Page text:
British Columbia is set to consolidate all provincial-level meat inspection duties into its agriculture ministry — including the regulatory oversight for on-farm slaughter work.
The province announced Wednesday that all slaughter work licensed under its Meat Inspection Regulation for Class A, B, D and E sites will now be regulated through the ag ministry, starting Dec. 1.
Oversight of Class D and E on-farm licensees is currently the responsibility of regional health authorities’ environmental health officers.
The move will help ensure “overall consistency” in Class D and E administration, the province said Wednesday.
The province said the move will also streamline licensing to “reduce the administrative burdens” for animal slaughtering businesses, while also “increasing frequency of inspections to ensure food safety and animal welfare is maintained.”
The change is a response to “recent consultation,” the province said, noting a 2018 report from the provincial legislature’s select standing committee on agriculture, fish and food on local meat production and inspection.
That report cited presenters who suggested inspection rules and standards in place for Class A and B facilities could be “expanded or modified” to apply to Class D and E facilities, “thereby bringing provincial meat inspection within a single centralized system.”
The Small Scale Meat Producers Association, for one, recommended bringing all licence classes “under the purview of a single authority, preferably the ministry of agriculture,” the report noted.
Such a move, the report said, “could increase efficiency, reduce capacity for error, and provide clearer direction and better understanding of regulations and the codes of practice for producers and processors.”
The committee’s report also showed respondents to its survey “indicated that current regulations are too restrictive or onerous for small producers, and can increase costs where profit margins are already minimal.”
B.C.’s Class D licences are currently available in 10 regional districts where it’s been deemed “unlikely that Class A or B abattoirs will operate due to low population, low livestock numbers and transport challenges.”
A Class D licence permits a holder to slaughter up to 11,340 kg per year (that is, up to 25 “animal units”) of their own animals and other peoples’ animals on farm. That meat may be sold “with appropriate permitting from health authorities” at the farm gate, to retail outlets and temporary farm markets, within the district in which the licence was issued.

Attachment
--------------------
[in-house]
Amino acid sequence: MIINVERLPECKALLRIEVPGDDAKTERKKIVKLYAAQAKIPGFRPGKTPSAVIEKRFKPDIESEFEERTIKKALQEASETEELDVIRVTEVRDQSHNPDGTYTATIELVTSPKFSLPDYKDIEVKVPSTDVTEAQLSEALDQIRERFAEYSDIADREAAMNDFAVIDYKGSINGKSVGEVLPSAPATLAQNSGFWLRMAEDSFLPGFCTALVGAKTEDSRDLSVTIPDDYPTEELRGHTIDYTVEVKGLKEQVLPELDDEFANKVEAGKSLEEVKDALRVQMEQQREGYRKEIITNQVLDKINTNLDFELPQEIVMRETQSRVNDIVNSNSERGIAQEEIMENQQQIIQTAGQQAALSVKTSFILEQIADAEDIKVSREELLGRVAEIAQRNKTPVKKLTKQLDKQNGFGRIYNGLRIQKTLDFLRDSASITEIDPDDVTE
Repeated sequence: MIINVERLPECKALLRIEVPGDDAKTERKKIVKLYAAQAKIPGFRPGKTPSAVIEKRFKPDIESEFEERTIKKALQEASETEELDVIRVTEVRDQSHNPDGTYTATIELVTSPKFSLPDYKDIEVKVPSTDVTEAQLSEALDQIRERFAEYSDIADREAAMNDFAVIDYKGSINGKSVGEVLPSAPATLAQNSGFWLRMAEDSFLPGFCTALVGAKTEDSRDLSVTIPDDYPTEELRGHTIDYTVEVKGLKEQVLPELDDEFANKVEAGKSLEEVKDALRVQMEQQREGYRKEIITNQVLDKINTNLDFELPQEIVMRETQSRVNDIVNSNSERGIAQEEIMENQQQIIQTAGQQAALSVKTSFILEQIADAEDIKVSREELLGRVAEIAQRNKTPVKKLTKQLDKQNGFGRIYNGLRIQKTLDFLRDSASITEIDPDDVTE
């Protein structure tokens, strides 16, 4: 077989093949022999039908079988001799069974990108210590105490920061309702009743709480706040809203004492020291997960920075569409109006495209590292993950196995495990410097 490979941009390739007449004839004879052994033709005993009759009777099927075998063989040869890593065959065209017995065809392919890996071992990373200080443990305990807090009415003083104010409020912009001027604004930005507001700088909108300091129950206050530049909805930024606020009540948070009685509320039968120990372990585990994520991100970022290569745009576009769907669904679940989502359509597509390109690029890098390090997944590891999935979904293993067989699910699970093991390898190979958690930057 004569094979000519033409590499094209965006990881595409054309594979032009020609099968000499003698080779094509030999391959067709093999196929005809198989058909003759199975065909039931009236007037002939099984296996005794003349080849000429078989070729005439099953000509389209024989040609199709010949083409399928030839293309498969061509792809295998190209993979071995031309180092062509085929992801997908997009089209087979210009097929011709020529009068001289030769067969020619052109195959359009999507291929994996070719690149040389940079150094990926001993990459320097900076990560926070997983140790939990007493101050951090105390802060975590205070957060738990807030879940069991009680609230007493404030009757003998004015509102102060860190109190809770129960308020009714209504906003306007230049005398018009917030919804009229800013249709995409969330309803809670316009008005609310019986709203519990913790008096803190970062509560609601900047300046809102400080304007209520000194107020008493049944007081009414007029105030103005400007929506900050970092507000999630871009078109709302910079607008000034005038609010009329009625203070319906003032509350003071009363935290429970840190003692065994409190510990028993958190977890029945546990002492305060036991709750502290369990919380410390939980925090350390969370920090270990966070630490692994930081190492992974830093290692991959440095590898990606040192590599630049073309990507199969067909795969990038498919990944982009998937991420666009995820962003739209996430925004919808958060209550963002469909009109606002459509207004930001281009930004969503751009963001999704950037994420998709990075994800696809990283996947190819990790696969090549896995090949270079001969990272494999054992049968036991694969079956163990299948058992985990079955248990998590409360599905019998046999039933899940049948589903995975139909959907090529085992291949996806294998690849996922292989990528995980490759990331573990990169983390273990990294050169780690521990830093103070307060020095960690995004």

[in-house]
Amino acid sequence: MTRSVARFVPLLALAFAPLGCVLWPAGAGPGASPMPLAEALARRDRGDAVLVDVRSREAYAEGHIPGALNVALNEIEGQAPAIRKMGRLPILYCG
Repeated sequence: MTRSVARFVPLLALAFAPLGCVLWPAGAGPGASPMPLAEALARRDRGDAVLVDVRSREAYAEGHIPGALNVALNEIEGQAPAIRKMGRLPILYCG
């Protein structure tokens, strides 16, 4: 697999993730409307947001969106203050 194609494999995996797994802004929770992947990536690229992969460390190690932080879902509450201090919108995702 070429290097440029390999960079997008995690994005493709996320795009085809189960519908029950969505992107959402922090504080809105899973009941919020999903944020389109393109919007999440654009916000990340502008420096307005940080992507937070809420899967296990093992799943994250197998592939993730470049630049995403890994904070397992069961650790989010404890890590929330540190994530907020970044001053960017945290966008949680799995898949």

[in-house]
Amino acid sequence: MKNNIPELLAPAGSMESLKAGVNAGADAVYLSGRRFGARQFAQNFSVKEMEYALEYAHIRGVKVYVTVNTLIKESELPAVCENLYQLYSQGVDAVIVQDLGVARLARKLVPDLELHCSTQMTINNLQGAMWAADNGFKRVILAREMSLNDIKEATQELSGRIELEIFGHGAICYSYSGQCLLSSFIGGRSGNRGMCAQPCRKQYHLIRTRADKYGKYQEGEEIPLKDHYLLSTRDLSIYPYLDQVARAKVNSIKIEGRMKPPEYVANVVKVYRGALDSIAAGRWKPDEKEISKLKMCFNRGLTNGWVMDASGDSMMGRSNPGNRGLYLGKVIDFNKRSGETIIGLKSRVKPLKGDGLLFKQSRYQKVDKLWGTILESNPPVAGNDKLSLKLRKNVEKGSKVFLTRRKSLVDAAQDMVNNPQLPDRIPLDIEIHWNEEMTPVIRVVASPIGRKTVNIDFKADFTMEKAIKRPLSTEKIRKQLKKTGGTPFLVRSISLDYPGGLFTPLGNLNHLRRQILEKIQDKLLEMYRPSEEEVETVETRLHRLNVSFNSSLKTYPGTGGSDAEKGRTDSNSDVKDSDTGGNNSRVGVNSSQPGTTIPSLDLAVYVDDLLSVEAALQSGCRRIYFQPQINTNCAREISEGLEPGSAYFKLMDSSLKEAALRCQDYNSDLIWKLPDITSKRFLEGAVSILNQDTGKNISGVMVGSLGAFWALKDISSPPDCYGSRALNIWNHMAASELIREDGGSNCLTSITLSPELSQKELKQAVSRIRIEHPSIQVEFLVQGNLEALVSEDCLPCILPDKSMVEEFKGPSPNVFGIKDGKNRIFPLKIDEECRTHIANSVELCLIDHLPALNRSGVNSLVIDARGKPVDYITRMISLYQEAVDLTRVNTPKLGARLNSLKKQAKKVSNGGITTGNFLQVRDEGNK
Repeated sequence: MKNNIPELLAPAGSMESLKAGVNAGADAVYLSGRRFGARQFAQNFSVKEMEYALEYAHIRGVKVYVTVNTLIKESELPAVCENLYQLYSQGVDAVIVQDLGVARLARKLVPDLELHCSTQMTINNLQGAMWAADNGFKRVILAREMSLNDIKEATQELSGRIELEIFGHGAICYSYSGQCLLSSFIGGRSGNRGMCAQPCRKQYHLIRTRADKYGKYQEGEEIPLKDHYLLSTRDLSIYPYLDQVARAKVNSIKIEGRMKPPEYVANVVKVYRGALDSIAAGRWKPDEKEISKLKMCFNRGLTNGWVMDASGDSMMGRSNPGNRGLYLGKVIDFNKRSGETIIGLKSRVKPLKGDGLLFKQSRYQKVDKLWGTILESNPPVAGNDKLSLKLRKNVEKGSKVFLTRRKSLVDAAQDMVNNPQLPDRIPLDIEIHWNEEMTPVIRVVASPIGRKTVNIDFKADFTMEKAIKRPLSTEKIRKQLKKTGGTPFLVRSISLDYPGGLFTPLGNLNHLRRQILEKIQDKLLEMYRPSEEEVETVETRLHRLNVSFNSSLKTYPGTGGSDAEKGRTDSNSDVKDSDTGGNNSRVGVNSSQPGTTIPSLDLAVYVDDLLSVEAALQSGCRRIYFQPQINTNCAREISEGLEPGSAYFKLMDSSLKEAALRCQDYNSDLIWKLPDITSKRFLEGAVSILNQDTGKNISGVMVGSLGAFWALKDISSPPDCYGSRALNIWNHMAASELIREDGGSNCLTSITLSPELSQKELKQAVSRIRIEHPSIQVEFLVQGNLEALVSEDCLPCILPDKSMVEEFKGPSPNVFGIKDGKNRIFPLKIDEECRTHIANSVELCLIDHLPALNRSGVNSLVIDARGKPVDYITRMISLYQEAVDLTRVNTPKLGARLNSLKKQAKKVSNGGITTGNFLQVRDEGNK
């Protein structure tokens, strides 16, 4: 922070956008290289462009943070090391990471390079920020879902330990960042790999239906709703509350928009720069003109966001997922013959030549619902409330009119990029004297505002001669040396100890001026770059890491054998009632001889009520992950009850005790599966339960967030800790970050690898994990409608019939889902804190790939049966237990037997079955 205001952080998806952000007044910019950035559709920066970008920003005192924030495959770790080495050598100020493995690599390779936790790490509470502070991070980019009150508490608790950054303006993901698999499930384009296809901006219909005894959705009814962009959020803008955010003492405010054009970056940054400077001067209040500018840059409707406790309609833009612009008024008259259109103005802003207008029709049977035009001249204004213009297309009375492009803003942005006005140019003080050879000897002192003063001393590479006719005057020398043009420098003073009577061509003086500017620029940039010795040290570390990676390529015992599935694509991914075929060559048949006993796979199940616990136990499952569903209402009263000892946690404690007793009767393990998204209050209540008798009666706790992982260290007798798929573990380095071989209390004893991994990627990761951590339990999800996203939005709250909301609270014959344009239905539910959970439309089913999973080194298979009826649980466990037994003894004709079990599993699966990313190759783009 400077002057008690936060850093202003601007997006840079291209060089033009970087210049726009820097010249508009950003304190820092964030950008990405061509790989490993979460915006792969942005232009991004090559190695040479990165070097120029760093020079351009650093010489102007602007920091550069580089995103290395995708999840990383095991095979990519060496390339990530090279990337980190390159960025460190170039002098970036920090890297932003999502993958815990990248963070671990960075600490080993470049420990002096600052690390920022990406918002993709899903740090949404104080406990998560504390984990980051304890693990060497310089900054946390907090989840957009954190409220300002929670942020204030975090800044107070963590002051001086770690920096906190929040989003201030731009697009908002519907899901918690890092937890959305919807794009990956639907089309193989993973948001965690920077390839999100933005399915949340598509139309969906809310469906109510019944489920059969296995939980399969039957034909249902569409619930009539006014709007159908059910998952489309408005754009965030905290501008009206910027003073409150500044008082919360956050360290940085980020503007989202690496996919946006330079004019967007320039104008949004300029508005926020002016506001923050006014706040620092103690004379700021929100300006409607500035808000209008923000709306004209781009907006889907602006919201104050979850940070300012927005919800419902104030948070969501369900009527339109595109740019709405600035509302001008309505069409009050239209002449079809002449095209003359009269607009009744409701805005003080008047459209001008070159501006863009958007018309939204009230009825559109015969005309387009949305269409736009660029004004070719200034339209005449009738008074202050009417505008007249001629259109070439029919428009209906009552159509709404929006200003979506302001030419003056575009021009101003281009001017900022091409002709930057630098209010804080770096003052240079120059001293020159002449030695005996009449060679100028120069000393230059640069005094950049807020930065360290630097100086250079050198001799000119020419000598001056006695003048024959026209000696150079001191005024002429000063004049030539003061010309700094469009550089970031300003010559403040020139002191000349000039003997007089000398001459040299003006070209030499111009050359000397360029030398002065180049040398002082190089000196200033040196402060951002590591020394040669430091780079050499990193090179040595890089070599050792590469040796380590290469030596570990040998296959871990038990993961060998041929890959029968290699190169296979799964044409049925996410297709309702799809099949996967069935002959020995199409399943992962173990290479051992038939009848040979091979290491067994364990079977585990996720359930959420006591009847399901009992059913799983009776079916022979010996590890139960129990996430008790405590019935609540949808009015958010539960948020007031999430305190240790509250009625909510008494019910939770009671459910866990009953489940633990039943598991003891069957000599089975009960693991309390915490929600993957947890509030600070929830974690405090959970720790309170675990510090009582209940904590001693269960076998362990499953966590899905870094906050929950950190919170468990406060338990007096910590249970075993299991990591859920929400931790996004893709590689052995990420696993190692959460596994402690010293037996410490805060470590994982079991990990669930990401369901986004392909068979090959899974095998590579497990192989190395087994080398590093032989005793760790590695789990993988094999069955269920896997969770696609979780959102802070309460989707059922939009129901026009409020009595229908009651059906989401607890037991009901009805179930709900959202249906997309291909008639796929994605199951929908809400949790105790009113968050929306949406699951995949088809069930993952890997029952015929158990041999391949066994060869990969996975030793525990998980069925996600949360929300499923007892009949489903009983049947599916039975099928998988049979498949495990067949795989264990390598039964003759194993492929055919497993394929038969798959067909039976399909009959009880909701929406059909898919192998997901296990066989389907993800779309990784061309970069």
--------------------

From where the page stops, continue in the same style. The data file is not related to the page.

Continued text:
Class E licences, meanwhile, are available anywhere in the province, but under “more restrictive” conditions than for Class D. Class E licensees first must complete a feasibility study that “clearly indicates lack of available slaughter services.”
Class E licensing permits a holder to slaughter up to 4,536 kg (up to 10 animal units) per year — but of their own animals only — on the farm. That meat may be sold at the farm gate, and to temporary farm markets within the regional district — but not to retail outlets.
Also, the agriculture ministry currently recommends against granting a Class E licence in cases where a Class A or B abattoir is located within up to an hour’s travel time from the proposed Class E site.
“This change will enable effective oversight and create more opportunities for small on-farm abattoirs,” Lillooet rancher and SSMPA vice-president Tristan Banwell, a Class D licensee, said Wednesday in the province’s release.
“We will also have a clear path to growth for those who want to expand their facilities, which is crucial as we work to rebuild diverse local economies in rural areas.”
“We look forward to working collaboratively with all licence holders to ensure food safety and animal welfare requirements are being met, while continuing to support more opportunities for the production and sales of locally raised meat products in B.C.,” provincial Agriculture Minister Lana Popham said in the same release. — Glacier FarmMedia Network